Thursday, December 31, 2009

Abortion (Part 1) by Mary Ann Warren

I'm blogging my way through every essay in The Blackwell Companion to Ethics. Today, I deal with the cheery topic of abortion, following the article by Mary Ann Warren.

In Part 1 I look at some background issues, consequentialist arguments in favour of abortion, and arguments based on the right to choose. In Part 2 I will look at the issue of foetal personhood.

Abortion: The Trick is to Ask the Right Question

We've all been there. One moment the dinner party is going well; the guests seem satisfied with the spread; the wine glasses are perpetually full; life is good. But then something terrible happens. The conversation switches from the superficial and light-hearted to the prickly and controversial. You are talking about abortion.

If you ever find yourself in this situation, I recommend you follow Warren's lead: structure the discussion by asking the right questions. The questions can be divided into two main groups (a) the moral group and (b) the legal group.

In the moral group we find questions like the following: should women have the right to abort unwanted pregnancies? Does the foetus have a right to life that should be protected?

In the legal group we find questions like the following: should abortion be made illegal? Should doctors or women who avail of abortion be held liable for murder or for some other offence? Should abortion be made legal? Should the state have an obligation to ensure that women have access to safe abortions?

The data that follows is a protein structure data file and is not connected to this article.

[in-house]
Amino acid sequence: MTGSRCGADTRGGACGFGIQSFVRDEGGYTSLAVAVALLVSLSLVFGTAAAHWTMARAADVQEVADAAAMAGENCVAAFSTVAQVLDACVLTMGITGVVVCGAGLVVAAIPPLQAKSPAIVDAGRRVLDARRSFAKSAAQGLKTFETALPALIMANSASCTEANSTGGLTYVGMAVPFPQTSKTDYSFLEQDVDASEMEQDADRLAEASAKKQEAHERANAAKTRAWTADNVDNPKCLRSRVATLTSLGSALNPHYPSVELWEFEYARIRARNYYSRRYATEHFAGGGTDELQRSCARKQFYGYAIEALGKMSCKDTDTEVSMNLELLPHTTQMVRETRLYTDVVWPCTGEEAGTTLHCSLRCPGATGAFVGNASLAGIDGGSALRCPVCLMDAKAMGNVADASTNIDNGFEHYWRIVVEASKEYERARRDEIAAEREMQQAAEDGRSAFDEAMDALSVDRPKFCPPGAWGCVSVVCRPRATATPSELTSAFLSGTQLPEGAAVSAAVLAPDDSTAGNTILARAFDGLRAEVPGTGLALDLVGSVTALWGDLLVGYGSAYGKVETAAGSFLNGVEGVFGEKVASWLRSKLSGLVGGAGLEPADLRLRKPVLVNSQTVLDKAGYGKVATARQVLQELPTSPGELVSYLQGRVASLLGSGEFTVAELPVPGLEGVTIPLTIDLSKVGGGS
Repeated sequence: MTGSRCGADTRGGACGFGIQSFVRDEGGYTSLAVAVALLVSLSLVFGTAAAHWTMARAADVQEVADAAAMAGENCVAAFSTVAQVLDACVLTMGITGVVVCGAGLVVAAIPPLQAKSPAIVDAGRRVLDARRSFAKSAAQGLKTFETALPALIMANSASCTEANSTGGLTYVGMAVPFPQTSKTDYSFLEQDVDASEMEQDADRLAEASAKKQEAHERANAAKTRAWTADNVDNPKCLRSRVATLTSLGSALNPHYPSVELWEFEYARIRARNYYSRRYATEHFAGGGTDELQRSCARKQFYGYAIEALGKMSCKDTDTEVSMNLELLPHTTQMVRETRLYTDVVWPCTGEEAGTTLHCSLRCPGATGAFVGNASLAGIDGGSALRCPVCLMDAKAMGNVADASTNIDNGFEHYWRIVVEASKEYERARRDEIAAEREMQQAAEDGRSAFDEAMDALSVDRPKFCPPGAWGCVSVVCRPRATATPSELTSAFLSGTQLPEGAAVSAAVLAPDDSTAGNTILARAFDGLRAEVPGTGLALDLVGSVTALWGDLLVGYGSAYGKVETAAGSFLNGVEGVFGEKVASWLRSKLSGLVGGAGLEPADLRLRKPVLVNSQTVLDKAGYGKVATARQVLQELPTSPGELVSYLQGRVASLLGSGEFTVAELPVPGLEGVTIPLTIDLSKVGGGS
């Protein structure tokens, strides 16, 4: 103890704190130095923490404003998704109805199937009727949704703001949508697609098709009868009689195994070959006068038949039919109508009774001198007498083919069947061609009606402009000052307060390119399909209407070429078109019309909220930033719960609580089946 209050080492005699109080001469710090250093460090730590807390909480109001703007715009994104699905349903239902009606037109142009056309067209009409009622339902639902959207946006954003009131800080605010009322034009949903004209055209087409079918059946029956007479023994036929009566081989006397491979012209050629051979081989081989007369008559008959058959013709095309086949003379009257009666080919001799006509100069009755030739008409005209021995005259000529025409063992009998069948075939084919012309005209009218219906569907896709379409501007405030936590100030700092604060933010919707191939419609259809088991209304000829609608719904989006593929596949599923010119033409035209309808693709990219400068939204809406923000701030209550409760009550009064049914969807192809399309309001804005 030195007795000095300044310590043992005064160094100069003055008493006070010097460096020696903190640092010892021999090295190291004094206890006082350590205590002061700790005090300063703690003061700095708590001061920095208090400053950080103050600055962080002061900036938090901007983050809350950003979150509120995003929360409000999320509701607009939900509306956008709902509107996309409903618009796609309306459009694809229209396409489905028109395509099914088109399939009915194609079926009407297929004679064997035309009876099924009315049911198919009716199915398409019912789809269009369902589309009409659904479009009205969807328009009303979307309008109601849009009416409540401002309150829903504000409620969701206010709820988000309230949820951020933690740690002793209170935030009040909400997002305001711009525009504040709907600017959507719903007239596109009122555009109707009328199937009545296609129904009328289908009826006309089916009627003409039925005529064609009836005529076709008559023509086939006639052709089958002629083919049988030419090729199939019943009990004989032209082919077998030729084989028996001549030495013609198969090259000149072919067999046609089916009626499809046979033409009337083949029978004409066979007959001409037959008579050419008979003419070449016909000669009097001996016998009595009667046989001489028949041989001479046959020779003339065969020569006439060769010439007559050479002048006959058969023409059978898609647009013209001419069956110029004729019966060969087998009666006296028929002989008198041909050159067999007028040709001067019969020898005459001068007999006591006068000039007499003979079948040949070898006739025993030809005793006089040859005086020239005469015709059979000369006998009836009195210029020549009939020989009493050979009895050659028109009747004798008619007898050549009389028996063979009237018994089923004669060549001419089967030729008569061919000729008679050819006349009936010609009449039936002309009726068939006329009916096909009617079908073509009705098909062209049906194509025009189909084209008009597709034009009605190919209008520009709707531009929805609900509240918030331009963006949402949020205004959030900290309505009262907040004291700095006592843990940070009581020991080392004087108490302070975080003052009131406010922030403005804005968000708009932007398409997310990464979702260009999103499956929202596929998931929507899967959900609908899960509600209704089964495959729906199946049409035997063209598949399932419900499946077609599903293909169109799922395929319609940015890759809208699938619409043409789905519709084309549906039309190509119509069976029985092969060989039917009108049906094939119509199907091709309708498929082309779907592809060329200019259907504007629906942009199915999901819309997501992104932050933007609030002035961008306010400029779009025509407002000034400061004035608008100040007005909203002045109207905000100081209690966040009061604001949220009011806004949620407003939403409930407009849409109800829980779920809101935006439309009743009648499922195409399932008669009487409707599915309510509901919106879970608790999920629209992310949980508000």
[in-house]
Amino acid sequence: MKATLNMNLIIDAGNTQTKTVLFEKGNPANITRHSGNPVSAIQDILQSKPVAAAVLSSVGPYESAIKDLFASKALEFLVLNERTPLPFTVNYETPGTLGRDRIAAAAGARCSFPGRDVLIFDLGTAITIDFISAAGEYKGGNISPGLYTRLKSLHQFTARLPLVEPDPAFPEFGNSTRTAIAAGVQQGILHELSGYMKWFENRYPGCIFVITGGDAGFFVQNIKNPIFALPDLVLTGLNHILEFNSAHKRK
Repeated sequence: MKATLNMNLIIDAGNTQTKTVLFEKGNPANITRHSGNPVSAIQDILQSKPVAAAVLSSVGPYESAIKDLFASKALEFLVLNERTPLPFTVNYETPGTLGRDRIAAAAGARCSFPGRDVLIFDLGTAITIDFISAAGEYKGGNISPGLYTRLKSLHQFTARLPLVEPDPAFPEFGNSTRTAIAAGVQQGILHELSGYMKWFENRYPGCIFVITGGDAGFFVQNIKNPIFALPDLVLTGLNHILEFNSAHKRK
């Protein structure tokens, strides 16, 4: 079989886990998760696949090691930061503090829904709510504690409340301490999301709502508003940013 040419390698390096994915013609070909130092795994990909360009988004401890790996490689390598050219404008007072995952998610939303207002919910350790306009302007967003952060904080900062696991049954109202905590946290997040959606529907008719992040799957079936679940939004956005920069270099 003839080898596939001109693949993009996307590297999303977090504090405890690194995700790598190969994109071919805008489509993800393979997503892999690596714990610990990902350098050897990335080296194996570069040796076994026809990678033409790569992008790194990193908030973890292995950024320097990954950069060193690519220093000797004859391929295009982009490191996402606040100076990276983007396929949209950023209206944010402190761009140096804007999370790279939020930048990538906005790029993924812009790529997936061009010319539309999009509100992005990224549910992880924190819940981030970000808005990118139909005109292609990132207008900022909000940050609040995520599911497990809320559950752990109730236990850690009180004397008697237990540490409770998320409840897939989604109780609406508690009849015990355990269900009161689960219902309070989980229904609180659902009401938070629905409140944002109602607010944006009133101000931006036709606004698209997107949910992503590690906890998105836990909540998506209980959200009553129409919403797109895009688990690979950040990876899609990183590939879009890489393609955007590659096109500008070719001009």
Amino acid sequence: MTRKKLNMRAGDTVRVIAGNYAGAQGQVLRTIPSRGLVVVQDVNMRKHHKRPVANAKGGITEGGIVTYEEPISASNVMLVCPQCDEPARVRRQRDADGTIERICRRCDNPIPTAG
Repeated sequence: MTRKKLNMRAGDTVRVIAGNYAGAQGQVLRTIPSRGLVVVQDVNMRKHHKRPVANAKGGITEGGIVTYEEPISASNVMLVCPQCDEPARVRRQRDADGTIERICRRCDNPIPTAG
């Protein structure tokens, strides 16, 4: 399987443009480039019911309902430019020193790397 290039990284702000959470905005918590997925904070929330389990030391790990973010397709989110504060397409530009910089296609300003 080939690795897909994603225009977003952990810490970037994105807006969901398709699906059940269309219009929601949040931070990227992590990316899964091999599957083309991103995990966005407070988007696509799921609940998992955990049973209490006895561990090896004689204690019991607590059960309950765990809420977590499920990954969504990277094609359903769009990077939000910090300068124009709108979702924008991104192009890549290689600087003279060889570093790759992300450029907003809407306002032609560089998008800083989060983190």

The groups of questions certainly overlap, but there are important distinctions. Just because we find something to be morally opprobrious does not mean we should bring the full weight of the law to bear on its resolution; and just because we permit something does not mean the state should encourage it. This distinction was at the heart of one of Chris Matthews recent "interviews".

A History Lesson: How the Debate has Changed
Warren begins her article with a brief history lesson on abortion, just to illustrate how the public debate has changed. I have not done any research to verify her historical claims so caution is recommended.

Warren says that abortion was only made into a criminal offence in the latter half of the 19th C in industrialised nations. At that time, proponents of the ban used medical arguments to support their arguments, i.e. they argued that abortion was medically unsafe.

Medical arguments against abortion dissolved in the 20th C when it was turned into a safe medical procedure. As a result, the arguments against abortion shifted away from concerns about the physical safety of women towards the moral status of the foetus.

Those in favour of a right to choose abortion have responded to this shift with three arguments:
  1. Abortion should be permitted because prohibition leads to disastrous consequences (disastrous consequences argument).
  2. There is a moral right to choose abortion (rights argument).
  3. A foetus is not a person and so has no moral status (non-personhood argument).
Warren looks at each of these arguments in turn.

The Disastrous Consequences Argument
This argument has two main components. First, it is argued that a lack of reproductive autonomy is detrimental to women's welfare. In societies where women do not have access to contraception or abortion they are reduced to a form of chattelhood. Second, population control is essential to the future sustainability of biological and social systems.